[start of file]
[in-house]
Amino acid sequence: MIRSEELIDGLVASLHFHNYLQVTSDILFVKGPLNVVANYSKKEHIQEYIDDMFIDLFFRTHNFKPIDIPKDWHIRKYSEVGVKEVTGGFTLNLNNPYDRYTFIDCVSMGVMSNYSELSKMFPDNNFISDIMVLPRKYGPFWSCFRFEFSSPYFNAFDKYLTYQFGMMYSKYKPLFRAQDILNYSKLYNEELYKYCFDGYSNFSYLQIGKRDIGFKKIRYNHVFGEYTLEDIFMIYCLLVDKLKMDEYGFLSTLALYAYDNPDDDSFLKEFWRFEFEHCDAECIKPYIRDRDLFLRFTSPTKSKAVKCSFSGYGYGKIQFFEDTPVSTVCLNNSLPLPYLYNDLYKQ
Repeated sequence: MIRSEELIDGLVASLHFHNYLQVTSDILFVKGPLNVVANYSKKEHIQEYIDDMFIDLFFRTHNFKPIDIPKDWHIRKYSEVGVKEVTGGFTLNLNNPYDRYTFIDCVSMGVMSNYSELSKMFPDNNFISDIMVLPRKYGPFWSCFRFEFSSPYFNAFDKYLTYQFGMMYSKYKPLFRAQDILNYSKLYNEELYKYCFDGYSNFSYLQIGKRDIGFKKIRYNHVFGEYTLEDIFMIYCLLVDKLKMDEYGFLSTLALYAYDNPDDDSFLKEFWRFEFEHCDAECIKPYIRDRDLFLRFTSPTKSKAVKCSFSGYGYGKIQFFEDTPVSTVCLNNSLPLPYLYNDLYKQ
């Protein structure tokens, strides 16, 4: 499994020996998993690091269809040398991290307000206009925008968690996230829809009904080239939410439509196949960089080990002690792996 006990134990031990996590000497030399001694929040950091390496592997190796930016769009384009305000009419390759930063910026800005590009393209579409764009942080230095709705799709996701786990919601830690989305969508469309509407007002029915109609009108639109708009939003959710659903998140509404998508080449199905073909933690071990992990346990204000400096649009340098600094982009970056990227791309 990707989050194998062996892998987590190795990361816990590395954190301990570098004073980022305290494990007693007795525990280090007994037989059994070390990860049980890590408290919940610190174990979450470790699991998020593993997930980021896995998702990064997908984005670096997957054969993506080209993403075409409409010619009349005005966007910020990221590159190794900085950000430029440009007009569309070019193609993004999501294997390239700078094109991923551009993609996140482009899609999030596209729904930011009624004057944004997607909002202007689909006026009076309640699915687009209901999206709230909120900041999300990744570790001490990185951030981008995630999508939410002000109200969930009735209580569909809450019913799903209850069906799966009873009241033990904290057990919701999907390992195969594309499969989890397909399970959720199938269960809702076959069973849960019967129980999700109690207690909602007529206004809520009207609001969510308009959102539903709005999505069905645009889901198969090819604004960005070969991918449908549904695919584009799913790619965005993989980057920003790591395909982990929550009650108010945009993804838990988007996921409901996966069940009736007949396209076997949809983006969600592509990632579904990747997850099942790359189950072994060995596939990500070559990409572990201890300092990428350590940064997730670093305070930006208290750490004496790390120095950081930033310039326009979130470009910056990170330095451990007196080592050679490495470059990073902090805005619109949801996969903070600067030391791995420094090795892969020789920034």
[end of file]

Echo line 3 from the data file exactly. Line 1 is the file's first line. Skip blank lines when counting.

Repeated sequence: MIRSEELIDGLVASLHFHNYLQVTSDILFVKGPLNVVANYSKKEHIQEYIDDMFIDLFFRTHNFKPIDIPKDWHIRKYSEVGVKEVTGGFTLNLNNPYDRYTFIDCVSMGVMSNYSELSKMFPDNNFISDIMVLPRKYGPFWSCFRFEFSSPYFNAFDKYLTYQFGMMYSKYKPLFRAQDILNYSKLYNEELYKYCFDGYSNFSYLQIGKRDIGFKKIRYNHVFGEYTLEDIFMIYCLLVDKLKMDEYGFLSTLALYAYDNPDDDSFLKEFWRFEFEHCDAECIKPYIRDRDLFLRFTSPTKSKAVKCSFSGYGYGKIQFFEDTPVSTVCLNNSLPLPYLYNDLYKQ